Chick-fil-A rolls out low-fat parfait

The privately-held Atlanta-based fast food chain – known for its chicken sandwiches and waffle fries – will soon introduce a yogurt parfait for customers who want  lower-fat breakfasts and snacks.

Tofu, this is not. The 240-calorie parfait, on sale Jan. 4, is a concoction of strawberry slices, vanilla yogurt and granola or chocolate cookie crumbs.

The low-key item isn't expected to supplant Chick-fil-A's mainstay chicken. But it’s a sign the company is evolving along with its customer base, said William "Woody" Faulk, vice president of brand strategy and design.

Diners want a broader range of nutritional choices, he said. The yogurt parfait may fill a need among customers who have been to the doctor – or to the gym – and have been encouraged to adjust their diets. In that environment, “all-fried, all the time is not sustainable” for a restaurant chain, said Faulk.

Chick-fil-A is beginning to see a slight shift towards healthier buying, said Faulk. Perhaps that's because baby boomers are watching their calories, and youngsters in Generation Y have been raised to gravitate towards healthy options such as organic food.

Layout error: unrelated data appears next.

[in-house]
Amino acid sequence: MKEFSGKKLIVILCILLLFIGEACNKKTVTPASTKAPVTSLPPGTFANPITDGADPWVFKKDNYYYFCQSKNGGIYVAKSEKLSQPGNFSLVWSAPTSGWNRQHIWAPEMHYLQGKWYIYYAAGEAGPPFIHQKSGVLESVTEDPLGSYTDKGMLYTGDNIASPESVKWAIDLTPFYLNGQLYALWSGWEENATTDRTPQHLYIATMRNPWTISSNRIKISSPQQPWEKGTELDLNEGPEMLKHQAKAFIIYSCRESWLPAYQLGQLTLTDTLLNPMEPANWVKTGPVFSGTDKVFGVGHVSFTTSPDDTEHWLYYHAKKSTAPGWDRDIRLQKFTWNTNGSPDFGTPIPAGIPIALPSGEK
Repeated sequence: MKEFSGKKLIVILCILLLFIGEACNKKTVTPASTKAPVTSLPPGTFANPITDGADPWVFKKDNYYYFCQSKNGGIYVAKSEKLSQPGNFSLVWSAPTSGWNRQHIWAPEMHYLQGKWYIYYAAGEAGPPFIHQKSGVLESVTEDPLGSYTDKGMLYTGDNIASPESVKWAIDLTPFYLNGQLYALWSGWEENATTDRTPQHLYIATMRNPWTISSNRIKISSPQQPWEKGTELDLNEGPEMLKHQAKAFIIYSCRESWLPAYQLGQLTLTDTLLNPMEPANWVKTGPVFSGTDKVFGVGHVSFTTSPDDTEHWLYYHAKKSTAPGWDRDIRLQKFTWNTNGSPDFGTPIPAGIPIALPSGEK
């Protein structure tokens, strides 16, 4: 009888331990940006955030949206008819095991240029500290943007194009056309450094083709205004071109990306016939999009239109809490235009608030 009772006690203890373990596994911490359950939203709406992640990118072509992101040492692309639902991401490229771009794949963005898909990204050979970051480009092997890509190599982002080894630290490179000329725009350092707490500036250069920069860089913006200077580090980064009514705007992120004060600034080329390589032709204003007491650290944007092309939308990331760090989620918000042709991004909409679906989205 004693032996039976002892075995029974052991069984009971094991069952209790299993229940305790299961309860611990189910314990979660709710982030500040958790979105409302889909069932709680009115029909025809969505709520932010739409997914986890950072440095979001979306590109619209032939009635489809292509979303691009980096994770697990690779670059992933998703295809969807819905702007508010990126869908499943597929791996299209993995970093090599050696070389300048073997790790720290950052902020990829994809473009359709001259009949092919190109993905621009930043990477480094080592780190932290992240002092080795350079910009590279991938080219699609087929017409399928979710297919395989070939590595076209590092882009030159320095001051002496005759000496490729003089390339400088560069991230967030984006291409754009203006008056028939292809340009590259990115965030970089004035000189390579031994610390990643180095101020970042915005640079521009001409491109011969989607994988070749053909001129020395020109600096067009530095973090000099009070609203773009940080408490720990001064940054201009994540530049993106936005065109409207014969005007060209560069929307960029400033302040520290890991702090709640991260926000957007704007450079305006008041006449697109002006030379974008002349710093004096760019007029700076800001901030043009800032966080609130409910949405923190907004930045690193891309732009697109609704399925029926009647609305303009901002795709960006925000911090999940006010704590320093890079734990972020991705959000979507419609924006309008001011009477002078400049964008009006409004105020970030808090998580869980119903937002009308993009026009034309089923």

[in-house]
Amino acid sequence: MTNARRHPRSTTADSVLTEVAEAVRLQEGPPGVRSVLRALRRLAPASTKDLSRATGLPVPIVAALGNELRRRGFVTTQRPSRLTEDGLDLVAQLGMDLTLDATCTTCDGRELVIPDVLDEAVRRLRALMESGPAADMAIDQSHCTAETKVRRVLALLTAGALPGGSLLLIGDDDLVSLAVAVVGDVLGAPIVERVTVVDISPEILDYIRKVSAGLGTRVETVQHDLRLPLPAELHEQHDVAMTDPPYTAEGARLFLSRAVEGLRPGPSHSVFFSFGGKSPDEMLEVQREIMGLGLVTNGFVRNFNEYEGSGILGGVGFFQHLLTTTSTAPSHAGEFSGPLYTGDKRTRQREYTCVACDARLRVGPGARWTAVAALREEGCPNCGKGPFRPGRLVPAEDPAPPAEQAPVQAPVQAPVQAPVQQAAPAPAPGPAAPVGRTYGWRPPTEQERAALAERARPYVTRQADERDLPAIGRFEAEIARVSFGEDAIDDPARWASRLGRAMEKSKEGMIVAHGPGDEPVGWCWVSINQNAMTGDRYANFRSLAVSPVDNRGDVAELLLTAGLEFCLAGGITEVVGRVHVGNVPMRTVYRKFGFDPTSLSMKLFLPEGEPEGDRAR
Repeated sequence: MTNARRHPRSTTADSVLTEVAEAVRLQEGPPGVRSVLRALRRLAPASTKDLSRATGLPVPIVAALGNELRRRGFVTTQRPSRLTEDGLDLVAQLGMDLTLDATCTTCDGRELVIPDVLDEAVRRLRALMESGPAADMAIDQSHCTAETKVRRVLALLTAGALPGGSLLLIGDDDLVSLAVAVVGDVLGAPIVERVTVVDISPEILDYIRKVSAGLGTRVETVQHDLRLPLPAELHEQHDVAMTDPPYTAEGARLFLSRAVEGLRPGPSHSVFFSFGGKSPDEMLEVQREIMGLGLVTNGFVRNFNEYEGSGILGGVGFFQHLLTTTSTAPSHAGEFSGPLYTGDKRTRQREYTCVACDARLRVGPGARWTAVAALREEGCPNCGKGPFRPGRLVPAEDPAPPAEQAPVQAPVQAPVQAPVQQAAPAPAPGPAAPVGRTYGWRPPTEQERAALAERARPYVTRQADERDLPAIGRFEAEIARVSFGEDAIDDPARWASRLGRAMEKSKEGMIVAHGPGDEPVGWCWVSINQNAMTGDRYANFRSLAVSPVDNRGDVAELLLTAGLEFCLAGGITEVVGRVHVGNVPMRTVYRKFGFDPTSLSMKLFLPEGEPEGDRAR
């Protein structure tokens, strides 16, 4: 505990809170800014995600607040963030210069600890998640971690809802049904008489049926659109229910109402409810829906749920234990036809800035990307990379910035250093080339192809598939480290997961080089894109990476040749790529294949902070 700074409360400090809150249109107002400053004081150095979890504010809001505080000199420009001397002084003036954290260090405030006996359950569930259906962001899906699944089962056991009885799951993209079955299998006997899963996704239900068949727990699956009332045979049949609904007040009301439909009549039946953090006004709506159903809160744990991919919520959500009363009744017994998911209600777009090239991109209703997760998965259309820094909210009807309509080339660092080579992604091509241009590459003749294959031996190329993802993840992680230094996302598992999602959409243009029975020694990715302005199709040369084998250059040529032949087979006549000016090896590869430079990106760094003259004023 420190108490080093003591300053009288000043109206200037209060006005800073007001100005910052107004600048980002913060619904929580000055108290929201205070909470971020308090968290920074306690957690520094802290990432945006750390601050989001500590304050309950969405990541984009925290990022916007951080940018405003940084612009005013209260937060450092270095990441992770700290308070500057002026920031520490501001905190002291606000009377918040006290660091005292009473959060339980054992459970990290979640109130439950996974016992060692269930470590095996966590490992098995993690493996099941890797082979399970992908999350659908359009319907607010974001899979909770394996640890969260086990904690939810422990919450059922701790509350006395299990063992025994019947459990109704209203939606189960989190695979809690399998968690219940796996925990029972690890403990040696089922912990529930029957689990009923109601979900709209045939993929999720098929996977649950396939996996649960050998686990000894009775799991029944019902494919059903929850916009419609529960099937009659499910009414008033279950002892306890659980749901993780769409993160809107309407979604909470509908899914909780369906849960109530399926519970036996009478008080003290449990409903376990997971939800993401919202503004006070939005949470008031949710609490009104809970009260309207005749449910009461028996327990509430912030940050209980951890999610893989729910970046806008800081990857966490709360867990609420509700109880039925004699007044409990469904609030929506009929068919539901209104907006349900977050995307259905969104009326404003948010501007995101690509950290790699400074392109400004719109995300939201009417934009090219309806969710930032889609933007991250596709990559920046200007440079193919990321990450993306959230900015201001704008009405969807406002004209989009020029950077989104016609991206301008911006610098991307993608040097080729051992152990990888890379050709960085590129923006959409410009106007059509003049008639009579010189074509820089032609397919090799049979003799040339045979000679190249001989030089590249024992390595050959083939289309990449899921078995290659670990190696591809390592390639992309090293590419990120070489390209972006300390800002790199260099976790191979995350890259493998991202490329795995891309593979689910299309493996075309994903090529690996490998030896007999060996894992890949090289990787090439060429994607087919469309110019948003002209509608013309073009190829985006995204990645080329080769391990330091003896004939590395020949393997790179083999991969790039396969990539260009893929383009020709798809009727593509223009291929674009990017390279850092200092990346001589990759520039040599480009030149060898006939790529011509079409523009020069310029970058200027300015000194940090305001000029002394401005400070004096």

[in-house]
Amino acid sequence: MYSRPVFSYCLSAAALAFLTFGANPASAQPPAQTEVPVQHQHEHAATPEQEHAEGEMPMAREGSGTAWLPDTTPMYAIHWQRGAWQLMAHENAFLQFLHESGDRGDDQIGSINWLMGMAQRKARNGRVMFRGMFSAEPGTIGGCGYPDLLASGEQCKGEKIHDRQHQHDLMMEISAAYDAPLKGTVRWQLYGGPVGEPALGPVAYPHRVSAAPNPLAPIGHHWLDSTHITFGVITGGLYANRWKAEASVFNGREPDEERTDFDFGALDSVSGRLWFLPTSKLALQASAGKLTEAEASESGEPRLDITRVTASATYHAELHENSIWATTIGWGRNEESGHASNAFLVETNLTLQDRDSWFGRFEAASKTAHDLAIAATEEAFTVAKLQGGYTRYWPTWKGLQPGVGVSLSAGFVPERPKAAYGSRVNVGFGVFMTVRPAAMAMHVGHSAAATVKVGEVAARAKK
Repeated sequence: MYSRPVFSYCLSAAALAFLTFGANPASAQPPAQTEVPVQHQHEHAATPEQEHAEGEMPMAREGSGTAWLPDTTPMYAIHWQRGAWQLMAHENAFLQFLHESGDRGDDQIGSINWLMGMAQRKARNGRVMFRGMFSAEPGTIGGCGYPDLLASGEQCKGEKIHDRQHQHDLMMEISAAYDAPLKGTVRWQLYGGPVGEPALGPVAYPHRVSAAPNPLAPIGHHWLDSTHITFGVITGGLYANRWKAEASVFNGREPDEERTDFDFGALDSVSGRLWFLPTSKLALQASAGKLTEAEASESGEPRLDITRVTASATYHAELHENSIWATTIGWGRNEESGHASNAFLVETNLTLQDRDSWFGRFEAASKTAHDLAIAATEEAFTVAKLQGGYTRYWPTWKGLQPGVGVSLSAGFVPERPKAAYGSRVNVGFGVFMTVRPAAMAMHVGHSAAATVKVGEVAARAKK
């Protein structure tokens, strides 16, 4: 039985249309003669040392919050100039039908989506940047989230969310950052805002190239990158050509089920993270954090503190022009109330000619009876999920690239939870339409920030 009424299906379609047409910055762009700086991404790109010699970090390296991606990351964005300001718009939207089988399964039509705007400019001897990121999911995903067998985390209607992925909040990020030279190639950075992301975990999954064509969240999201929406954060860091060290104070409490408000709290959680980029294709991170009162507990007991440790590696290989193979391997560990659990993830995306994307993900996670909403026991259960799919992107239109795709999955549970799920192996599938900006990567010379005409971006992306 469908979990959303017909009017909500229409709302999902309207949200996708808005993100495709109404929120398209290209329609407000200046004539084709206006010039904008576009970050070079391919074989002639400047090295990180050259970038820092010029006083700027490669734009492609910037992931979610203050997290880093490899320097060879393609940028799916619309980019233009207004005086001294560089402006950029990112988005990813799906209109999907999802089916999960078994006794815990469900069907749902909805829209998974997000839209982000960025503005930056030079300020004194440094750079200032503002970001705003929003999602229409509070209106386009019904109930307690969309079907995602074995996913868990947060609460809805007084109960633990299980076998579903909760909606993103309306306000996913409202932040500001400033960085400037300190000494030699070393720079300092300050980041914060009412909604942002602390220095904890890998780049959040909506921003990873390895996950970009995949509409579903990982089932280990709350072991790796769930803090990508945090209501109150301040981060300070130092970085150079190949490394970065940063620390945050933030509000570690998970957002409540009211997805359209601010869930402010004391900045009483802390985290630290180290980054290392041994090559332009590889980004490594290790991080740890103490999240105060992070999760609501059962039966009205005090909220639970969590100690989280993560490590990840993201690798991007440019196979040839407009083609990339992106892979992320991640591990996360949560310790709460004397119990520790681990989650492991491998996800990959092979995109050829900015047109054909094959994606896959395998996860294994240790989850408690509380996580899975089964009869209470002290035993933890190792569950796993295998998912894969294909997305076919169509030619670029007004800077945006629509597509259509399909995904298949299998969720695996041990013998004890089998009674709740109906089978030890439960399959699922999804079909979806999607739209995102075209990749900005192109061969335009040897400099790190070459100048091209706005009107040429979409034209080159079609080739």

In response to those trends, competitors have revamped their menus. McDonald's, for example, offers apple slices along with its French fries. Fast food places including Chick-fil-A offer a variety of salads, as well as chicken sandwiches that are grilled, not breaded.

But many consumers still have trouble putting good dietary intentions into actions. Many Americans “talk a big game about health,” but the food items most consumed in U.S. restaurants are hamburgers, followed by French fries, said Harry Balzer, vice president at consumer research firm NPD Group.

"What we’ve been taught for years is, people talk nutrition, but they buy taste," said Chick-fil-A’s Faulk. "When they get up to the counter and nobody’s looking, they order what they think tastes good. It’s been true for years."

So, the eventual draw of low-fat yogurt among Chick-fil-A’s customers remains to be seen. In any case, the company envisions additional healthy offerings in coming years. But new roll-outs will probably follow the company’s philosophy of menu permanence, meaning new items will be few and far between.

"We don’t like putting something on the menu that we have to take off in a few months," said Faulk.

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